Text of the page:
2. If you have backyard chickens or small livestock, start buying extra corn and feed and storing it in airtight trash cans or buckets, before prices go up any more. The farmer we buy chicken scratch from had to raise his prices again last week. If you can afford a little extra, get it. Keep track of how much it is costing you to feed your animals, and weigh the benefits. You might consider figuring out a way to let your animals free range, if they aren’t already, to supplement their diet.

3. If you have the land, consider raising chickens and goats for milk, eggs, and meat.

4. Start cooking more from scratch and buying less processed foods which are full of corn and soy byproducts.

5. Use less oil in your cooking. If you have access to apples, make applesauce to supplement oil in your baking. You might also experiment with baking recipes that don’t use milk or eggs.

6. Learn how to make your own cheese! You can make it from fresh milk or store-bought milk.

7. Start a garden, or expand your garden this year. Start ordering your seeds for next year now, so you’ll have them on hand when the next growing season arrives.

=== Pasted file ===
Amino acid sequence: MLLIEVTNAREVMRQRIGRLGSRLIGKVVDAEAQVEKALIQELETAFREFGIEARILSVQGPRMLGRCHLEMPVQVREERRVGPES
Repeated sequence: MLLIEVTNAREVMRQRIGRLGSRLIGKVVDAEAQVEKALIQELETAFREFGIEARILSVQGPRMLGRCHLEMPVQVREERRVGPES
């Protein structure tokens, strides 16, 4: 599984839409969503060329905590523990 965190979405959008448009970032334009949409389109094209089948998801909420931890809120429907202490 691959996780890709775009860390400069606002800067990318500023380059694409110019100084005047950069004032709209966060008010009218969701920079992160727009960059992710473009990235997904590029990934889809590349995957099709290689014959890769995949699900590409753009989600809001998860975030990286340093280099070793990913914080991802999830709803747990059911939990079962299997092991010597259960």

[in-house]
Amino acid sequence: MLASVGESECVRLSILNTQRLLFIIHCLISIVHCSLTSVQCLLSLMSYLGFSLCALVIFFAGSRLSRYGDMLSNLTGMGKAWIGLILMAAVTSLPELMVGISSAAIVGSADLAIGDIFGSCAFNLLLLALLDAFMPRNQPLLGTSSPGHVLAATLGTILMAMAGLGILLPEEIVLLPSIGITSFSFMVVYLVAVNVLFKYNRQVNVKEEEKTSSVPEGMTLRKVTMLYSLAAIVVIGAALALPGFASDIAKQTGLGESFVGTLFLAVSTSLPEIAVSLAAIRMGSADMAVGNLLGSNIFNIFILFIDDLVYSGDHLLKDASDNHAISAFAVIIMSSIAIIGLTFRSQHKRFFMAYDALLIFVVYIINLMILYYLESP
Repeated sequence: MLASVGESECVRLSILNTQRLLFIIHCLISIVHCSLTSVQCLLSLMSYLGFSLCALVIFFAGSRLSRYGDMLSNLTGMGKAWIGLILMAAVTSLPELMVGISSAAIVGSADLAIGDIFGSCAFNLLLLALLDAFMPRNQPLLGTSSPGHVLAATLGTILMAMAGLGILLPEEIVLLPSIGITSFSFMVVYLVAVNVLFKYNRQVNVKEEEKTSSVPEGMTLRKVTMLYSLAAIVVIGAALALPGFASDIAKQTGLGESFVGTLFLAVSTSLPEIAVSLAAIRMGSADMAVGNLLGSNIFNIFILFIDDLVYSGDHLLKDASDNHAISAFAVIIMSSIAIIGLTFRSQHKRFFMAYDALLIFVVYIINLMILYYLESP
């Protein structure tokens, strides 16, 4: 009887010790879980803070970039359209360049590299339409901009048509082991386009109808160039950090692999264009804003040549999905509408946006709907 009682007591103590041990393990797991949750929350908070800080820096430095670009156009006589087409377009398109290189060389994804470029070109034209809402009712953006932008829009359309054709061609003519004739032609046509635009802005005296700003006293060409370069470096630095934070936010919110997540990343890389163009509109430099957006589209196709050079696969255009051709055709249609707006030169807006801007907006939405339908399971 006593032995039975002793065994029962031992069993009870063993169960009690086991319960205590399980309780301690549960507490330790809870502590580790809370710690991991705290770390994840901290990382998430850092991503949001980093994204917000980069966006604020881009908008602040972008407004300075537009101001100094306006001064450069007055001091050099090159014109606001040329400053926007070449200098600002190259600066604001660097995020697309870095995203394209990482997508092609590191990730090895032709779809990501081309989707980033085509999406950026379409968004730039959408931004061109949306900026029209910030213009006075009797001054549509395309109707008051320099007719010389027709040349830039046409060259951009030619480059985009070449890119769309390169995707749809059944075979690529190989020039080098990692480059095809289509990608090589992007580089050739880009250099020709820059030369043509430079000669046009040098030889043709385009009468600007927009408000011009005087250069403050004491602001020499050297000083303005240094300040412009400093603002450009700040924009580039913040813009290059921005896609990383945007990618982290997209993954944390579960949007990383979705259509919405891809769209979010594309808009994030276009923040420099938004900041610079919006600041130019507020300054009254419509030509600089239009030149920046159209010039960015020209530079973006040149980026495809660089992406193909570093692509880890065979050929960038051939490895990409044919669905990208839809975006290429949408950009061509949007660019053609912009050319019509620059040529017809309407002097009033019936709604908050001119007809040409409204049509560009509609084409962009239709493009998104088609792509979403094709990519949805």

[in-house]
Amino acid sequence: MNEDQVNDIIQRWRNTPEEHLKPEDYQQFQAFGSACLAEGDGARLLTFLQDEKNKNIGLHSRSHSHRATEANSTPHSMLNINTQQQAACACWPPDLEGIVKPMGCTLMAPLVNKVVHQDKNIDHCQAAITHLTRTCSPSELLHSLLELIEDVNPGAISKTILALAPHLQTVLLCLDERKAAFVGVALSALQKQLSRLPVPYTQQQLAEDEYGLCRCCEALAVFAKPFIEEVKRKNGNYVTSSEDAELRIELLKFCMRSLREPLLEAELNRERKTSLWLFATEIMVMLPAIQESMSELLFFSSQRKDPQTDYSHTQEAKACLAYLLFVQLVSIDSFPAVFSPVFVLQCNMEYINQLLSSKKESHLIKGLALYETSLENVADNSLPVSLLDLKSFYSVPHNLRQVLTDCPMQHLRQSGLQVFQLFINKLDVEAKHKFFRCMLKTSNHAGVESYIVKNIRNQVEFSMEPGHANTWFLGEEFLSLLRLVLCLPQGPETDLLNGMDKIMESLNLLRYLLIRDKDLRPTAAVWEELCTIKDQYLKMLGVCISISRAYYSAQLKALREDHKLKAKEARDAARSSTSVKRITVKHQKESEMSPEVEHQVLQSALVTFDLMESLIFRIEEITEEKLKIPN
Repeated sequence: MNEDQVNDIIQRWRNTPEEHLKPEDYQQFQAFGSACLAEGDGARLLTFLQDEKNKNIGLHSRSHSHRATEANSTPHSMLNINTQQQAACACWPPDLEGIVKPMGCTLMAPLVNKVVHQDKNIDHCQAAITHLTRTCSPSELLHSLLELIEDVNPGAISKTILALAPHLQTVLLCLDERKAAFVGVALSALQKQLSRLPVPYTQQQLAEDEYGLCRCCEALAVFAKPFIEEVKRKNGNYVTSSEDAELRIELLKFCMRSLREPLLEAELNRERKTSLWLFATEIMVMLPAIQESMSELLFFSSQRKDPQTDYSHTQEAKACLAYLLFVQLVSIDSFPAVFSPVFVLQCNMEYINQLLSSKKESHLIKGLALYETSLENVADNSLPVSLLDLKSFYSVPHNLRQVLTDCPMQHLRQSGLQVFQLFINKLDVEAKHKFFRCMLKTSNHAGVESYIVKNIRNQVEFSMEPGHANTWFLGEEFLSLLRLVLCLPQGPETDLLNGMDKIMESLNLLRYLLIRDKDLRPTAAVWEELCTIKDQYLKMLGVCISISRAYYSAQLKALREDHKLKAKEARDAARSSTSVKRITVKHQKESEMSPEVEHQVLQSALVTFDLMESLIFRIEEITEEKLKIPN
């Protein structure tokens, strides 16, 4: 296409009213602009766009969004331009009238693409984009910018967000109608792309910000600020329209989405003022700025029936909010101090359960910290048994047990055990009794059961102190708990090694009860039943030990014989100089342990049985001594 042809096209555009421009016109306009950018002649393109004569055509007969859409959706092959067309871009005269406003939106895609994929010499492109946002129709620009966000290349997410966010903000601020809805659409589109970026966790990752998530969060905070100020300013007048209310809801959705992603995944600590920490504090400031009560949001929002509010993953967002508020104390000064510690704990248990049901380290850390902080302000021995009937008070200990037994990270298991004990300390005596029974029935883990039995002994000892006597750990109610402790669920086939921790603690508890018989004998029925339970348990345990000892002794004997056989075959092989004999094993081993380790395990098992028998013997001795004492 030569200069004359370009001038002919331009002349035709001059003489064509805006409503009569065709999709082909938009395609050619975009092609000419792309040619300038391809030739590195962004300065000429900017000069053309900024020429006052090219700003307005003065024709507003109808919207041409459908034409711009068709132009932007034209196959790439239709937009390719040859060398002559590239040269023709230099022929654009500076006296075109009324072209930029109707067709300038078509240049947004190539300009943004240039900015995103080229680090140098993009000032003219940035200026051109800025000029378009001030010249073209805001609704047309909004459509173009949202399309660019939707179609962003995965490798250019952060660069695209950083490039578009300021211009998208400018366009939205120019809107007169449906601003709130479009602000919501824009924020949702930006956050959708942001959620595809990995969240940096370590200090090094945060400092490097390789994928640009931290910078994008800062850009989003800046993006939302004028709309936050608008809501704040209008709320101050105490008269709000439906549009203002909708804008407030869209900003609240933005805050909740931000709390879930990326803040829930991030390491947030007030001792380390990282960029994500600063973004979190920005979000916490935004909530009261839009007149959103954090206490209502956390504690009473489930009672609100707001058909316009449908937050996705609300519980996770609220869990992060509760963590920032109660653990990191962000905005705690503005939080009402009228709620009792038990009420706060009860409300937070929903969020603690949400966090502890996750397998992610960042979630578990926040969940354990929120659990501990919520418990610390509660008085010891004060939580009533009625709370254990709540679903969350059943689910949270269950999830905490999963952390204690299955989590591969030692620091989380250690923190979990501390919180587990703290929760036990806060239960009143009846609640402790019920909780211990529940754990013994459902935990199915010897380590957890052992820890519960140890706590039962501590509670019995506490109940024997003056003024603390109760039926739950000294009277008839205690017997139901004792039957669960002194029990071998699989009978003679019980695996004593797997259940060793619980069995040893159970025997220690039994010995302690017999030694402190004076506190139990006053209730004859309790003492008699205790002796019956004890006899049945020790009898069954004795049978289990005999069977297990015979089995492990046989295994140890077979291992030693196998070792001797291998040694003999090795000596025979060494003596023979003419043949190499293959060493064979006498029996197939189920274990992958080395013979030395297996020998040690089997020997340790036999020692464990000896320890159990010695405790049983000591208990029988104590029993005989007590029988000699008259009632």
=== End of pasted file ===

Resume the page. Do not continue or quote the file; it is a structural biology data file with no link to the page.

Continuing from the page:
7. Stock up now, before 2013 gets here. Every extra dollar you have should go toward investing in food that is cheaper today than it will be in just a few more months.

8. But most importantly… we need to be praying. Praying not only for our nation, and for the world, but praying that the Father reveals to each of us what He wants from us as His children. What does He require of us in order to bestow blessings? And then we need to be searching the Scriptures for answers.

What do you think about all of this? Are you preparing, or do you feel it won’t effect you enough to be concerned? Have you felt the effects of the drought in your area?

Still need more convincing? Here’s a good list to keep you busy, courtesy of Stan and Holly Deyo